US demand to grow 5% annually through 2016
Demand for flame retardants in the US is expected to grow 4.6 percent per year to 938 million pounds in 2016, a significant rebound as the industry benefits from an improving economy and a turnaround in key markets like building construction and motor vehicles. Construction related applications will provide the biggest impetus to growth and continue to account for the greatest share of sales. Other factors increasing demand include stringent fire codes and flammability requirements. Environmental issues will present mixed results, with concern over the potentially deleterious health effects of halogenated flame retardants slowing growth for those compounds, especially in consumer goods, but also offering opportunities for safer alternatives.
Recession of 2007-2009 affected most flame retardant markets
The mortgage crisis and ensuing economic downturn resulted in a decline in flame retardant demand beginning in 2007 as a glut in the housing market led to a sharp downturn in residential construction. By 2009 the recession began to impact the construction of offices and commercial spaces. These trends reduced the need for flame retardants used mostly in construction, with boron (used in insulation) and chlorinated compounds (used in PVC) seeing the steepest declines. Markets closely associated with construction, such as wire and cable, upholstery, carpets and rugs, and other home furnishings, experienced similar losses. Outside the construction industry, flame retardant demand in motor vehicles and electronics also felt the severity of the recession.
Construction markets to see sharpest advances thru 2016
With the housing market bottoming out and showing signs of recovery, demand for flame retardants will also begin to improve. Flame retardants utilized in construction applications will see the sharpest improvements given that insulation, roofing, flooring, building boards, and other structural materials that all require treatment. Boron and phosphorusbased flame retardants will expand at the fastest rates. Brominated compounds will benefit from use in polystyrene and polyurethane insulation.
Outside of the construction market, a number of other uses for flame retardants will experience improved market prospects, including construction associated industries like carpeting, curtains, and other home furnishings. Wire and cable applications for both communications and power transmission will expand, along with new construction. Use in motor vehicle applications will post strong improvement along with the rebound in US motor vehicle output. The increasing use of plastics in vehicles provides additional opportunities. In contrast, the outlook for the US electronics industry is less benign and electronics applications will be the slowest growing outlets for flame retardant demand.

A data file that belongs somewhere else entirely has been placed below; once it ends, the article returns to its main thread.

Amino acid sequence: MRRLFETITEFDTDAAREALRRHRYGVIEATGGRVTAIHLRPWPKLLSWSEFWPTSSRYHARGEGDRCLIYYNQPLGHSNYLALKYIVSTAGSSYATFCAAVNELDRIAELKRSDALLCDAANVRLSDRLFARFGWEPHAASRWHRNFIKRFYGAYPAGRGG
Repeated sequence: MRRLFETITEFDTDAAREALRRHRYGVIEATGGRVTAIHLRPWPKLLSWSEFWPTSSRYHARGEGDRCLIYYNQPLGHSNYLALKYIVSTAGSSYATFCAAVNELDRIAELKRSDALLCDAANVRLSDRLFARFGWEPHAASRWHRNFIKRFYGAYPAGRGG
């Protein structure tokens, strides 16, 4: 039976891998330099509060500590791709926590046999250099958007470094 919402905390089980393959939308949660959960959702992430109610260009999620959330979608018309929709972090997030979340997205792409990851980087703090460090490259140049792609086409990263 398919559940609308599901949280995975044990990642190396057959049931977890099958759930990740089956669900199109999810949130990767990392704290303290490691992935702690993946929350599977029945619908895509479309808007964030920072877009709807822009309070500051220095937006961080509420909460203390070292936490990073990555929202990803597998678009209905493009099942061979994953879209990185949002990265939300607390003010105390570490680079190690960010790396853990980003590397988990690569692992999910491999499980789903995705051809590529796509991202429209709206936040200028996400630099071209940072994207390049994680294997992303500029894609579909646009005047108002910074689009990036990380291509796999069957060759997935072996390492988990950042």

Non-halogenated types to benefit from safety concerns
Alumina trihydrate is by far the most important type of flame retardant used in the US market in volume terms, with 46 percent of total volume sales. However, the higher-value brominated flame retardants account for the greatest share of market value. Halogenated types will register subpar advances due to health and safety concerns, although this same issue will provide opportunities for a number of non-halogenated alternatives.
US Demand for Flame Retardants to Reach 1.1 Billion Pounds in 2016
US demand for flame retardants will expand 6.0 percent per year to 1.1 billion pounds in 2016. Robust gains in building construction -- particularly for new housing -- as well as in other closely associated markets, such as wire and cable, and home furnishings, will drive advances. Stringent fire codes and flammability requirements, especially in building materials and consumer products, will also support flame retardant sales. The shift in product mix toward lower cost non-halogenated flame retardants will be offset by their higher loading levels, with overall sales of flame retardants rising 7.8 percent per annum to $1.2 billion in 2016. With new residential building construction driving rapid increases in cellulosic insulation demand, boron compounds will register the fastest growth going forward. Alumina trihydrate will achieve strong gains as well and remain the most significant flame retardant by volume. These and other trends are presented in Flame Retardants, a new study from The Freedonia Group, Inc., a Cleveland-based industry market research firm.
The construction market accounted for 38 percent of total flame retardant demand by volume in 2011. Double-digit annual growth in both residential and nonresidential building spending through 2016 will lead to robust gains for flame retardants in insulation materials such as cellulose, foamed polyurethane, and polystyrene, as well as PVC and other materials used in flooring, panels, piping, and other construction products. Other flame retardant markets are also heavily impacted by building construction, including textiles (e.g., for products such as carpets, curtains, and rugs), insulated wire and cable (e.g., both in building wiring, and connectivity wiring such as fiber optics), and furniture and mattresses.
The ongoing rebound in the US motor vehicle industry will also have a positive impact on flame retardant demand. Rising vehicle production levels, the increased use of lighter weight plastic and composite materials that offer improved fuel efficiency, and elevated temperatures in under-the-hood applications due to smaller, hotter running engines will all contribute to increasing motor vehicle flame retardant demand. Efforts by Boeing and Airbus to improve airplane fuel efficiency through the increased use of composites and other plastics, along with the industry’s strict flame retardance standards, will drive gains in the aerospace market.